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Title: Second generation superagonistic anti-PD-1 antibodies
Author: Yu, Susan Yangshan
ISNI:       0000 0004 8508 3035
Awarding Body: University of Oxford
Current Institution: University of Oxford
Date of Award: 2020
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Antibodies known as ‘superagonists’, such as those raised against CD28, induce high levels of signalling activity. Based on the kinetic-segregation model, a hypothesis arose: the greater potency of superagonists arises from their ability to more effectively exclude large phosphatases from the vicinity of CD28, favouring its phosphorylation. This hypothesis can be further extrapolated so that any immobilized antibody binding to a membrane-proximal epitope on a receptor with tyrosine phosphorylation motifs should induce signalling by that receptor. Previous studies indicated that antibody epitope positions are related to their signalling induction abilities. Earlier findings demonstrated that strong inhibitory signalling could also be induced by 1st generation anti-PD-1 antibodies that bind close to the membrane with high affinity, or away from the membrane with very low affinity. We have combined the apparently advantageous features of both sets of antibodies into a single 2nd generation anti-PD-1 antibody using a mutagenesis approach and subsequently tested their binding to PD-1 via surface plasmon resonance (SPR). We generated a new model of the superagonistic complex from our mutational SPR data and previous mutational data on PD-1. This model confirmed that it is indeed the position of the epitope, not the chemistry of binding, that dictates whether an antibody is an effective agonist and a blocker of TCR signalling or not. We then devised different in vitro assay formats, plate-bound and in solution, to investigate the effects of these anti-PD-1 antibodies on cytokine generation and cell proliferation. By adding higher levels of anti-PD-1 antibodies, greater IL-2 suppression was observed, regardless of the antibody presentation method. Synergistic inhibitory effects were further observed with combinations of these antibodies. Similarly, we studied the inhibitory effects of our antibodies on germinal centre B cell formation, primary antibody response, antibody affinity maturation and CD8+ T cell response in vivo. Our in vivo assays showed that a higher concentration of anti-PD-1 antibody application led to larger inhibitory effects, therefore dose optimisation will also be key for maximisation of antibody inhibitory potential. Compared to the 1st generation antibodies, the 2nd generation antibodies displayed reduced PD-1 cell surface downregulation in vivo. Our results provided evidence that PD-1 downregulation can be uncoupled from receptor triggering by altering affinity. This could potentially help deliver sustained inhibitory PD-1 signalling. The experiments demonstrated in this thesis provide a foundation for generating a novel class of potentially therapeutic antibodies, the inhibitory superagonists.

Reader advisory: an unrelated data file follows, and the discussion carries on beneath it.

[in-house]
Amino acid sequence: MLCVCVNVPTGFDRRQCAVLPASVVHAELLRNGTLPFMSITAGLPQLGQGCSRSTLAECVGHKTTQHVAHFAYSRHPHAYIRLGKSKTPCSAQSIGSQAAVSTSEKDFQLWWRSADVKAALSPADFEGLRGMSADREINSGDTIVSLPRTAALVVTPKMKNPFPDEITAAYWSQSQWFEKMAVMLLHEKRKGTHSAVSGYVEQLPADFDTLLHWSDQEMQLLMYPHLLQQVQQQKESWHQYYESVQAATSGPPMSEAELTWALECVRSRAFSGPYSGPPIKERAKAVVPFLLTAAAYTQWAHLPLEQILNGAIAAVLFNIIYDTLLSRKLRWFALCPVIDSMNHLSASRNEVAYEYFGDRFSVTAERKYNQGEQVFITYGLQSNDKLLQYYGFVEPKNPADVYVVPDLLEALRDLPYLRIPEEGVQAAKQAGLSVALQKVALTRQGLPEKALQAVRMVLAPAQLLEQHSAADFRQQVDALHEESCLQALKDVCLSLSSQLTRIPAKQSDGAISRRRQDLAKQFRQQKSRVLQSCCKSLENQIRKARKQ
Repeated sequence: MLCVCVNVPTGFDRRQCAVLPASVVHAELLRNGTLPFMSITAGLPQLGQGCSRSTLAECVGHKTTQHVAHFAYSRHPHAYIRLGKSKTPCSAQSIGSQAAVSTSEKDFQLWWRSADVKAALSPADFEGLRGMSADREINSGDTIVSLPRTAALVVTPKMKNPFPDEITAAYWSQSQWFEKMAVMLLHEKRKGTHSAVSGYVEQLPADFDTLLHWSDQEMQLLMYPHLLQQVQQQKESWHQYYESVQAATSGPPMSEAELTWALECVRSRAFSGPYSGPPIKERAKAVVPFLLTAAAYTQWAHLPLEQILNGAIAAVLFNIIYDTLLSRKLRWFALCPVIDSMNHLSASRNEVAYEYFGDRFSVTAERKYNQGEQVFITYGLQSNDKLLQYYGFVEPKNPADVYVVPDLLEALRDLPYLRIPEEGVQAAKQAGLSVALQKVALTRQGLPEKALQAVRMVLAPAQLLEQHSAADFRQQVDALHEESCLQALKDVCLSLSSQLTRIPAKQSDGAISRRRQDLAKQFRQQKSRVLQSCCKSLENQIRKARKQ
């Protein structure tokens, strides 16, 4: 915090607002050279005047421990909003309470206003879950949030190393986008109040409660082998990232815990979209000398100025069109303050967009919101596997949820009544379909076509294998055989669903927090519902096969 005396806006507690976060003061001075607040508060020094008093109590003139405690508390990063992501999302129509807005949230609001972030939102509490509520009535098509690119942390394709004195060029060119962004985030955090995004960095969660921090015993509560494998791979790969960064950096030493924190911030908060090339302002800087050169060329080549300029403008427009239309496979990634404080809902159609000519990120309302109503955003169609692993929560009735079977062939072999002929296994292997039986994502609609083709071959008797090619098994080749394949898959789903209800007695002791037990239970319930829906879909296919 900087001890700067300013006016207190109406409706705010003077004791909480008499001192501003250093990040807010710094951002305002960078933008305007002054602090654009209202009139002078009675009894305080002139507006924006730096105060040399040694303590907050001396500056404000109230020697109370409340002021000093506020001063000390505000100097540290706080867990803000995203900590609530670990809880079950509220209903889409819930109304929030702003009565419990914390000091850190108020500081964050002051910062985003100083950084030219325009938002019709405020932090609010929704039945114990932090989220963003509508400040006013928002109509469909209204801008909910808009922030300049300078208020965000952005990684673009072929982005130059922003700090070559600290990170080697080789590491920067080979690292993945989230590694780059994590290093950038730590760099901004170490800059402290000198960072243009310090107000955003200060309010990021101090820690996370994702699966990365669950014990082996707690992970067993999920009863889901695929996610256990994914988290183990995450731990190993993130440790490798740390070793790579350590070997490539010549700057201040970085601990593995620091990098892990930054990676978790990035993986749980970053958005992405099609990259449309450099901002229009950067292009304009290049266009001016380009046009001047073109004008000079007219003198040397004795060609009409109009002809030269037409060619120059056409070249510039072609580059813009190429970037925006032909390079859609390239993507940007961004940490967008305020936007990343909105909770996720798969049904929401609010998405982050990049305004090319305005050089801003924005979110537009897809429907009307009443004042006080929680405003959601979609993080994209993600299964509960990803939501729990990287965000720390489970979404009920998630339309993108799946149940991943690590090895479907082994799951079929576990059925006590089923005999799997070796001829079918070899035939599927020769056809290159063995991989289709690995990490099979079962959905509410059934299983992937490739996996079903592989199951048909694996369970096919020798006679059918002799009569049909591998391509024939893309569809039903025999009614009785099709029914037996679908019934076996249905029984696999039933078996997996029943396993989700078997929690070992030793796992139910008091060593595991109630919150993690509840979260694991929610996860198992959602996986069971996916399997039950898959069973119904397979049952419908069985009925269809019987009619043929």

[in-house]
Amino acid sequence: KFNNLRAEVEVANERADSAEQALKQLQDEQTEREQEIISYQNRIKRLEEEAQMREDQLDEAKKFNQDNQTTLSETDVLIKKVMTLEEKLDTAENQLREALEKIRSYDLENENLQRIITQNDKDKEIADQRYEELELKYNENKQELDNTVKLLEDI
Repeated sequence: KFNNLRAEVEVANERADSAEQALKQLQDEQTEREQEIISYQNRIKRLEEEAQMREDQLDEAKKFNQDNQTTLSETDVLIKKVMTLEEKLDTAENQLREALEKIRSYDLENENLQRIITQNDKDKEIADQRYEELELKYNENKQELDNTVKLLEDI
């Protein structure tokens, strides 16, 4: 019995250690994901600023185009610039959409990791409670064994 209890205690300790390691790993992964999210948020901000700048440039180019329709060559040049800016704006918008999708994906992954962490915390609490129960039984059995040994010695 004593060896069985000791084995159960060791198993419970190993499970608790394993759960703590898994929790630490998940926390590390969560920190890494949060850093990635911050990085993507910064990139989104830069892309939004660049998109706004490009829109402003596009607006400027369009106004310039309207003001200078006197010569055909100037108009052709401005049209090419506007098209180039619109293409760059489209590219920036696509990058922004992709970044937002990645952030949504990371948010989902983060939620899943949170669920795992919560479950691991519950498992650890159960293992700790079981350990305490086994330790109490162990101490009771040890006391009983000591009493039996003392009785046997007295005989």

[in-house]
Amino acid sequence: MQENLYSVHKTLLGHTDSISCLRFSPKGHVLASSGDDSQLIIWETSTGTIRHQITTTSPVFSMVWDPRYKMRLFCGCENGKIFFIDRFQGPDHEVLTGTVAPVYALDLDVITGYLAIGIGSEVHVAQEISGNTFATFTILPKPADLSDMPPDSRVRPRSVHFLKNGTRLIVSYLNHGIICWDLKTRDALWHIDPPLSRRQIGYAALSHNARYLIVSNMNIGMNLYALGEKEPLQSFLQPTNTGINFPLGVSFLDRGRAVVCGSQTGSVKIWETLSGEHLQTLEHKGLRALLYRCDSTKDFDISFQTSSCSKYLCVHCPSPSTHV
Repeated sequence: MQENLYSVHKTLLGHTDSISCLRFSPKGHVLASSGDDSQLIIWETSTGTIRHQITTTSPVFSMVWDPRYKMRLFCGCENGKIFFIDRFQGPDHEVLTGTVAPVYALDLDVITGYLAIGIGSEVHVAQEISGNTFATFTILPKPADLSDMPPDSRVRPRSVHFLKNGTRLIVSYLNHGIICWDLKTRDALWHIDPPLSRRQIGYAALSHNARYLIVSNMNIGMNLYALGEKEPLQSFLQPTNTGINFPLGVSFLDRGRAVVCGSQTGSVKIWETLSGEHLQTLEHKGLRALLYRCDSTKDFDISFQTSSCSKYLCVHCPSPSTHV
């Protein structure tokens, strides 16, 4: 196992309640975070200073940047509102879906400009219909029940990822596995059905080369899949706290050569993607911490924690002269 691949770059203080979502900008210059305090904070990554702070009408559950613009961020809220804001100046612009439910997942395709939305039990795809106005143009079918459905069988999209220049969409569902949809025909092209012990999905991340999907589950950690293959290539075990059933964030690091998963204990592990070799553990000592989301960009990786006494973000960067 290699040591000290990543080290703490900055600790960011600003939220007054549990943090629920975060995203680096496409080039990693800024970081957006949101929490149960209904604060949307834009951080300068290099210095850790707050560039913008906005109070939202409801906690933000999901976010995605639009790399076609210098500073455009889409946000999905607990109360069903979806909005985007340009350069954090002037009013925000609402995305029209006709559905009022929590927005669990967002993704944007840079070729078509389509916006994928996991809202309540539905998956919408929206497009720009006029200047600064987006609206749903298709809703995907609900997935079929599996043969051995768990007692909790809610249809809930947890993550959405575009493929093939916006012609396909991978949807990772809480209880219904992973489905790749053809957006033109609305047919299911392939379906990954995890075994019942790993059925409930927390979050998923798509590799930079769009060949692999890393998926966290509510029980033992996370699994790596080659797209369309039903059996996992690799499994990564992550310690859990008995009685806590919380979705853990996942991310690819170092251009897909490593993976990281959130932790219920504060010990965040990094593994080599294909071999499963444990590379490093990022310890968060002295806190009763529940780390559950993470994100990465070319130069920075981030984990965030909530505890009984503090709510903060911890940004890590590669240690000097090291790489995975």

Supervisor: Davis, Simon Sponsor: Medical Research Council
Qualification Name: Thesis (Ph.D.) Qualification Level: Doctoral
EThOS ID:  DOI: Not available
Keywords: Immunology